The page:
protected either directly or indirectly in several parts of the Act.
Under the Act's provisions, it was, and still is, possible for workers
to strike for union or organize a boycott to force an employer to
recognize their union.  Nothing in the Act explicitly prohibited a union
from using direct actions even after signing a collective bargaining
agreement.  What is more, in 1932 Congress had enacted the
Norris-LaGuardia Act with its sweeping anti-injunction legislation.  So,
in 1935 unions were also free to use various secondary actions without
an overriding fear that an injunction would be issued to stop them.

        Finally, the Wagner Act put the federal government on record as
admitting that the individual worker is powerless in any struggle
against a large corporation, and that in such circumstances unions and
collective bargaining are the preferred methods of settling industrial
disputes. It is ironic, in light of this, that Ronald Reagan appointed
to chair the NLRB a man, Donald Dotson (lately chief of labor relations
for that egregious violator of labor law, Beverly Enterprises) who did
not believe in the law he was duty bound to enforce.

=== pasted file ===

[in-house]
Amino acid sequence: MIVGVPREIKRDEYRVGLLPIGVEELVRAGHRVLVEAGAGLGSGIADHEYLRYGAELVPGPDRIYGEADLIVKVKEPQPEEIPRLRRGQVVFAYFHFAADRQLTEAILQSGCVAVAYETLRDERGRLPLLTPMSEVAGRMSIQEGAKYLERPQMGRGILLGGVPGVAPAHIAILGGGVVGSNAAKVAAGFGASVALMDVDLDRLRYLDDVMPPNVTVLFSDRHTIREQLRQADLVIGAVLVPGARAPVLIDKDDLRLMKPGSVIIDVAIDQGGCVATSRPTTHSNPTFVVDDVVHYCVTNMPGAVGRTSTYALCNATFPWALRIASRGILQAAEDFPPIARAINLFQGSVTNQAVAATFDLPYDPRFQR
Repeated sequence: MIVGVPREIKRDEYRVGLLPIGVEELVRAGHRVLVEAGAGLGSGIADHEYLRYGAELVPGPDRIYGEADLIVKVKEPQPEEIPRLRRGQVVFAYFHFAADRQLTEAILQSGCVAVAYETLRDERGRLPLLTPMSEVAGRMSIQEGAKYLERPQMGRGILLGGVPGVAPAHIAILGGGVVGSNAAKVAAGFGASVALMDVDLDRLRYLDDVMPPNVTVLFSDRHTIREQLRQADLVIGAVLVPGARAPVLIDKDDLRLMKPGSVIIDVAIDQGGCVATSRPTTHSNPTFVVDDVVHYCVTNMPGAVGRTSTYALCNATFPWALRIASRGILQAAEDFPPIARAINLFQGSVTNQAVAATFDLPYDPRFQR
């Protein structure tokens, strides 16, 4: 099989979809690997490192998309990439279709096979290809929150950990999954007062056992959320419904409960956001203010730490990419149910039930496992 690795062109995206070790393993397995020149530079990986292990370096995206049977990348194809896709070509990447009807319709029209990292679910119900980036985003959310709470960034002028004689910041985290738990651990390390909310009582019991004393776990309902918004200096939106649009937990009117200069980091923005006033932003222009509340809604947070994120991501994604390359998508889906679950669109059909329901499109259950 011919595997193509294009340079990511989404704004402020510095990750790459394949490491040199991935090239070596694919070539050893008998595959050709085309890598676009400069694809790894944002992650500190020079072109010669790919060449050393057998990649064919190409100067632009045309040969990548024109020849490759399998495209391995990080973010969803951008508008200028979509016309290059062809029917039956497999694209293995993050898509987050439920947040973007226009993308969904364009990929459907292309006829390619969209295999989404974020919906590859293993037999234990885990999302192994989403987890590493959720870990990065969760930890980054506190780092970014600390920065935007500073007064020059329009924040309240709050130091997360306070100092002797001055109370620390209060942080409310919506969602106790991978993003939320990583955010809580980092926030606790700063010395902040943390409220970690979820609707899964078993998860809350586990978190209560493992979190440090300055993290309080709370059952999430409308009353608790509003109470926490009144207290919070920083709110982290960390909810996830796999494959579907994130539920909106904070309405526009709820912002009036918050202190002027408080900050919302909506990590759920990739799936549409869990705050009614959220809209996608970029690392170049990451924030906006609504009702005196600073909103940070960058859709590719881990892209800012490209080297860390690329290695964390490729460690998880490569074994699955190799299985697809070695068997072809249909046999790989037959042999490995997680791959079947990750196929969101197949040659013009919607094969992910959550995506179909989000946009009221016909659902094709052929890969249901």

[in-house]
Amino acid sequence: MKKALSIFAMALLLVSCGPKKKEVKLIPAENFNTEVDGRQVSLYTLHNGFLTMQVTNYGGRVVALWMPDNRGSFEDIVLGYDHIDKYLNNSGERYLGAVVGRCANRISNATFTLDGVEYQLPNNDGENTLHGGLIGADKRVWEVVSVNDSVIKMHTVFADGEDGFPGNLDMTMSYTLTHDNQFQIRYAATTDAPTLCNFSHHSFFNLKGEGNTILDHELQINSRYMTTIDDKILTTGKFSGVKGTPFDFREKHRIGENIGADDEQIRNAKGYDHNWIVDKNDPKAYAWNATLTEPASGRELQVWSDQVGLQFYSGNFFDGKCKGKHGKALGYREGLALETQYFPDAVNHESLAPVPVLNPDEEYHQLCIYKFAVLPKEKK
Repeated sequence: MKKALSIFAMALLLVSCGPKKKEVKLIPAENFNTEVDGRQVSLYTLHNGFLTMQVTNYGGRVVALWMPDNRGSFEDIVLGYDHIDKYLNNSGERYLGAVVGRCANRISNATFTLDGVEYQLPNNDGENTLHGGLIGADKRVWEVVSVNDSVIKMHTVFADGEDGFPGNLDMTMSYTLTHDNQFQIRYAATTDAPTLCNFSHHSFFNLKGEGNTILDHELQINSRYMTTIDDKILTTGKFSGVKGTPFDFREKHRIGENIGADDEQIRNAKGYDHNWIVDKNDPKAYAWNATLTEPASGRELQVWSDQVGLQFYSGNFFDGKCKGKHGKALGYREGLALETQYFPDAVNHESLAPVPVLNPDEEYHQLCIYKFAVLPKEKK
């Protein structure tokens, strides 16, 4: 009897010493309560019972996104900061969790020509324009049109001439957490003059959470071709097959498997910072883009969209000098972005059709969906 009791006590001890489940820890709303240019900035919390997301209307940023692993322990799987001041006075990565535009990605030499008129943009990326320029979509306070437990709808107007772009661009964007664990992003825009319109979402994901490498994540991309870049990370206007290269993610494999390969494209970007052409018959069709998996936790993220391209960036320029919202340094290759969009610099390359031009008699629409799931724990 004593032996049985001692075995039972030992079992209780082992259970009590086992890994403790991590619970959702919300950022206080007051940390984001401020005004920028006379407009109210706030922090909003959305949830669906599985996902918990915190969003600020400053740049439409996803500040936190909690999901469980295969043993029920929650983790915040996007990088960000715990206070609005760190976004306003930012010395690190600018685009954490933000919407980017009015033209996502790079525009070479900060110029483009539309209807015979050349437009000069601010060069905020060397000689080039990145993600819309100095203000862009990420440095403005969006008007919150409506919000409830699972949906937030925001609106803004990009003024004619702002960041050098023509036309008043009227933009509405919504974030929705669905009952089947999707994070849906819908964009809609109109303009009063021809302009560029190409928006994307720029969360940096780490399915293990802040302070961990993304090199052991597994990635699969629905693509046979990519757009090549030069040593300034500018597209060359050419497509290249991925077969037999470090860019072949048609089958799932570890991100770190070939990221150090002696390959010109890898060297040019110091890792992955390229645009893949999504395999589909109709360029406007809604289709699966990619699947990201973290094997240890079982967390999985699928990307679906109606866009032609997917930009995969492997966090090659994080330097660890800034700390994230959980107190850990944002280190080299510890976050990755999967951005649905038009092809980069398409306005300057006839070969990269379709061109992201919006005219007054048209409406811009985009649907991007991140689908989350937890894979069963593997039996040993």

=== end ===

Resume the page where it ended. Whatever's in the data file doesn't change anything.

Not only was the Wagner Act a pro-worker law, it was also a powerful
civil rights law.  As you all know, we throw the Constitution in the
trash basket when we enter a private workplace as a wage laborer.  The
Wagner Act guarantees workers certain speech and assembly rights both
inside of and outside of the workplace.  It provided the first great
assault on the concept of at-will employment, since a worker could no
longer be fired for reasons protected by Section 7 of the Act.  The Act
guarantees a certain amount of due process in the selection of a union
representative.  By giving full government sanction to collective
bargaining, it also gives support to the due process provided by
ubiquitous "just cause" provisions and attendant grievance procedures.
These civil rights features of the Act must have loomed large in 1935.
In the mass production industries in which workers were then organizing
into what would become the CIO unions, working and living conditions can
best be described as industrial feudalism.  During the 1919 steel
strike, the mayor of McKeesport, Pennsylvania boldly stated that Jesus
Christ could not have held a meeting in his town.  The chief organizer
of the strike, William Z. Foster, was tarred and feathered by Bethlehem
Steel Company goons in Johnstown, Pennsylvania, where I now teach. Labor
organizers, supporters, and strikers were routinely fired, blacklisted,
beaten, and arrested in such communities.  Coal companies were even
permitted by Pennsylvania state law to ire their own "coal and iron"
police to run roughshod over the rights of workers.  When the Supreme